Food crises were among the ravages of the Russia-Ukrania War. As so much the more in developing countries, adverse impacts were atrocious. To smother the extent of the food crisis, an agreement was signed in Istanbul on July 22, 2022. Here are the details of the establishment of a humanitarian maritime corridor that allows ships to export and get a grip on the food crises.
Back Story Of The Initiative
According to the Food and Agriculture Organization Corporate Statistical Database, in 2020, Ukraine was listed as the fifth place of countries in wheat exports. Also, with more than 45 million tons of grain exported to the rest of the world, Ukraine has an important place in the global market.
Since the conflict began, there have been multitudinous issues on the important Ukrainian ports that inhibit shipping to the rest of the world. Recent news showed that almost 20 million tonnes of grain were stuck in the Port of Odesa.
The initiative was signed to safe export of foodstuffs and fertilizers, including ammonia, from Ukrainian ports by the Republic of Türkiye, the Russian Federation, Ukraine and the United Nations. The legal foundation of the initiative dates back to 1974, the agreements of the International Convention for the Safety of Life at Sea.
Three ports, Ports of Odesa, Chernomorsk (Chornomorsk) and Yuzhny (Pivdennyi), constitute the subject of the initiative.
– Is an export-only agreement, importing cargo into the Ukrainian Ports is forbidden
– Compulsory to transmit on Automatic Information System (AIS) at all times whilst participating in the Initiative.
– Joint Co-ordination Centre (JCC), consisting of representatives of the three parties and the United Nations, will supervise the operation. The JCC is located in İstanbul and headed by a Turkish admiral. It consists of a total of twenty delegates.
– When vessels arrive at the Turkish Inspection Area, they have to be at Maritime Security (MARSEC) level 3 in compliance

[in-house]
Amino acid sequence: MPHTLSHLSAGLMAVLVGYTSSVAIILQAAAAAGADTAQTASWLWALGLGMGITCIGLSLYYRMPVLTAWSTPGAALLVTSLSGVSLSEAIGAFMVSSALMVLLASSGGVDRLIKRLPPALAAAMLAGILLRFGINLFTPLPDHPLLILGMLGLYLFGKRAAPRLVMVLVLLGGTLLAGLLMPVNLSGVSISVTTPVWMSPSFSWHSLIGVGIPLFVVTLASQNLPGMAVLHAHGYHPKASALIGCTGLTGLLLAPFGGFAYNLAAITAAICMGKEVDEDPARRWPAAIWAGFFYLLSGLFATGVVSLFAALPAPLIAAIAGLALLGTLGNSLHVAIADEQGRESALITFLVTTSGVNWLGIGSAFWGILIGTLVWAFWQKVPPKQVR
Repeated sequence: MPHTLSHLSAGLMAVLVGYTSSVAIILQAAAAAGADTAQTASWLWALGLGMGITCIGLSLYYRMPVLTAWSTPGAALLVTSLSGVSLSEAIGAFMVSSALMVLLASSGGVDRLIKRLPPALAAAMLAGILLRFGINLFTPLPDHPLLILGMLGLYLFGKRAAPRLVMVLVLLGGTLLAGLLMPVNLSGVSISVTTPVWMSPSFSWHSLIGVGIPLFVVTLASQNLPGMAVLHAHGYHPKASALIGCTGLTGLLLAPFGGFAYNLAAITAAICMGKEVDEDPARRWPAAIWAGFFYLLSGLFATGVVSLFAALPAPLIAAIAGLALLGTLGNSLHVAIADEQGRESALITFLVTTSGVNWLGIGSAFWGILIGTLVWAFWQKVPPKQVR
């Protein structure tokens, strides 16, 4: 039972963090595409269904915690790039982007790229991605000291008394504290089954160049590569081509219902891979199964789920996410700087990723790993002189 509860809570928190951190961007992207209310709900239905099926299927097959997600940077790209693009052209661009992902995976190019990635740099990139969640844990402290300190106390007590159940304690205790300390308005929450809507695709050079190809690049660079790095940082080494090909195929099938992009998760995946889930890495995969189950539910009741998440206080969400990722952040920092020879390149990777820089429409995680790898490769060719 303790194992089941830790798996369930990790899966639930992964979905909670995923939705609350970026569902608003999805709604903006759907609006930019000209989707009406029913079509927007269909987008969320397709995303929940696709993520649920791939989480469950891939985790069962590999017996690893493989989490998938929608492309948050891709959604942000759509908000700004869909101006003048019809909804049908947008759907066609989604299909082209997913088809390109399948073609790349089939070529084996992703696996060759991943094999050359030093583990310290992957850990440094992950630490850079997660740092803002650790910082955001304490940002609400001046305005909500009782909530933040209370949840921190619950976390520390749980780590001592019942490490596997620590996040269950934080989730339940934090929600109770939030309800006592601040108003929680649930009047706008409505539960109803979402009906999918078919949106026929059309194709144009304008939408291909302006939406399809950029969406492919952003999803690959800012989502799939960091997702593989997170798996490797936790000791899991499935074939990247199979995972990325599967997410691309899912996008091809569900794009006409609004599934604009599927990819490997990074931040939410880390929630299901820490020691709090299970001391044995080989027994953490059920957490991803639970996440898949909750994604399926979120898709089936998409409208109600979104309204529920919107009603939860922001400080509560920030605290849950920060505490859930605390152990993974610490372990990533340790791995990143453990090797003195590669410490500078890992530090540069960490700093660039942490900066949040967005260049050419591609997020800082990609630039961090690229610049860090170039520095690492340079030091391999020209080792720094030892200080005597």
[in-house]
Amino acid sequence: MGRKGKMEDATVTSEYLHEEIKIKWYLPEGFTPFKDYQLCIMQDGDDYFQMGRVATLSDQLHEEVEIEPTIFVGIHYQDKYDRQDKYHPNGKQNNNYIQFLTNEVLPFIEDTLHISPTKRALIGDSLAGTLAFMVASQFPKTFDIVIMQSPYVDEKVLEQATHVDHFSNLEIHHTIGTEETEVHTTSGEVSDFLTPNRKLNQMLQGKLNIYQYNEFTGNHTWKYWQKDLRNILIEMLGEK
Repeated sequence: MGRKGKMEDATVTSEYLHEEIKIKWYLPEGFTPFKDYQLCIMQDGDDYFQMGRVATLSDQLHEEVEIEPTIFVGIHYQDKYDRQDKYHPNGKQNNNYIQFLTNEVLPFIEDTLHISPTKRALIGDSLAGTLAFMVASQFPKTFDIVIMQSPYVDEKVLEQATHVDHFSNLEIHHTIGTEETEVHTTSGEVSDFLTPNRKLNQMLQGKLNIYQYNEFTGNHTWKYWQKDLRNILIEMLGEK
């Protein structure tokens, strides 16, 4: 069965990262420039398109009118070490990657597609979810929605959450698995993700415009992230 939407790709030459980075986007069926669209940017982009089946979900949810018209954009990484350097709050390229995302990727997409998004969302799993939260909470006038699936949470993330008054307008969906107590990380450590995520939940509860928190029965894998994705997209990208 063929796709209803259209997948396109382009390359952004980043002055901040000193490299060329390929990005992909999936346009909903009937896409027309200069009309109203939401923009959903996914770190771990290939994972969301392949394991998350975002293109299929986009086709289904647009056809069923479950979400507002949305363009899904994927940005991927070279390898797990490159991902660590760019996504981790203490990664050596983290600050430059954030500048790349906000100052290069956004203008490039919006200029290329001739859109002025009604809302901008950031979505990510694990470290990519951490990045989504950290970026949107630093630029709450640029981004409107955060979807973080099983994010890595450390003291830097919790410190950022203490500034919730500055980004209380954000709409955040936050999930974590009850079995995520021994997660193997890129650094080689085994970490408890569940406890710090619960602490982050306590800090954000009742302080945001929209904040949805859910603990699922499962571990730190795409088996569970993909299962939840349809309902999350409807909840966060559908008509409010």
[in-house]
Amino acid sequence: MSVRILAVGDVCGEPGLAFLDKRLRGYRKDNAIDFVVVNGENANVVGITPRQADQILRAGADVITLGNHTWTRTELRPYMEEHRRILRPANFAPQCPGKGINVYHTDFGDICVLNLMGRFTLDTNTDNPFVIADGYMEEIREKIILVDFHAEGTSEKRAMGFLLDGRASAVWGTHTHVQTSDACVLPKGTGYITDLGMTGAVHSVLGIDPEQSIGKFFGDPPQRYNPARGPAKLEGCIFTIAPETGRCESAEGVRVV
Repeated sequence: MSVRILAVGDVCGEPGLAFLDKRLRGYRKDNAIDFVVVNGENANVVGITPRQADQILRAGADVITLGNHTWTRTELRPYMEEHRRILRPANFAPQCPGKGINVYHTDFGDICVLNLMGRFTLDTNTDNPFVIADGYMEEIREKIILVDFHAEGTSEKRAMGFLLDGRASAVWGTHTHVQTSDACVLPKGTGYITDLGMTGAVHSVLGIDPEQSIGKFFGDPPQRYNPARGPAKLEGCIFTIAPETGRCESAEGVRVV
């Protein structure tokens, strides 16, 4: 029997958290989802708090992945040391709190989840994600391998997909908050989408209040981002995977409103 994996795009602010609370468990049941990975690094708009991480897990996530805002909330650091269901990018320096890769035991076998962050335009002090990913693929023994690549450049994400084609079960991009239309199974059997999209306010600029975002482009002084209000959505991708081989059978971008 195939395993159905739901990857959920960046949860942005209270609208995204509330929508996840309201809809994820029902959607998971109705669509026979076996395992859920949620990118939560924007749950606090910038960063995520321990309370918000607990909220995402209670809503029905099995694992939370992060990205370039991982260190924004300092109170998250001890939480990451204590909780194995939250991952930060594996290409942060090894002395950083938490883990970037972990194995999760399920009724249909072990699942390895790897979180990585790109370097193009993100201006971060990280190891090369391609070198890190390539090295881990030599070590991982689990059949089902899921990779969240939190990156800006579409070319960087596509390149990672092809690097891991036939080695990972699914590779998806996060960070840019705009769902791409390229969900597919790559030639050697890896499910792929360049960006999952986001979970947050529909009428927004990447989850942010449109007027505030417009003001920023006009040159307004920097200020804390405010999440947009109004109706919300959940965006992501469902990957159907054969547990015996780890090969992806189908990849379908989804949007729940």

– There will be no attacks of any kind from the Parties to vessels, civilians or ports linked with the initiative
– When a ship sails through the Maritime Humanitarian Corridor, it will be protected by a buffer zone which is a 10-nautical mile circle around the vessel. Buffer zones are not steady, they move alongside the ship. During the operation, no military vessel, aircraft or UAVs can enter the buffer zone.
– The JCC will also provide vessel movement information in the Maritime Humanitarian Corridor to all the Parties. If the military authorities have no objection, the JCC representatives from each Party will acknowledge that all military ships, aircraft and units in the area have been notified and that the vessel can move safely.
– If there will be an alteration on time or date on the operations of approaching the Turkish Inspection Area, JCC will be notified by the Ukrainian authorities.
If you want to learn more, you can view the procedures in detail from the link of the Turkish Shipowners Association.
On 25 July, Ukrainian Sea Ports Authority (USPA) finalized its preparation for the reinitialization of the export of grain. A few days later, Turkish Presidential Spokesperson İbrahim Kalın announced that the first ship since the conflict began may depart either 1 or 2 August from Ukraine.
On 1 August, expectations did not unreciprocate. The first ship loaded with Ukrainian grain, a Sierra Leone-flagged cargo ship Razoni, departed from the Odesa Port and sailed onward to Lebanon with over 26,500 tons of corn.
Ukraine also added that 17 other vessels were “loaded and waiting permission to leave.”
On 12 August, two more vessels, one from Chornomorsk port and the other from Yuzhny port, carrying over 63,000 tons of grain left Ukraine. The ships are en route to Turkey and Iran.
You can always contact Zeymarine Shipping Agency for further thought about the procedures in the Turkish Straits and the anchorage area where the Commission controls are made for the ships departing from the Ukrainian Ports within the scope of the Black Sea Grain Initiative.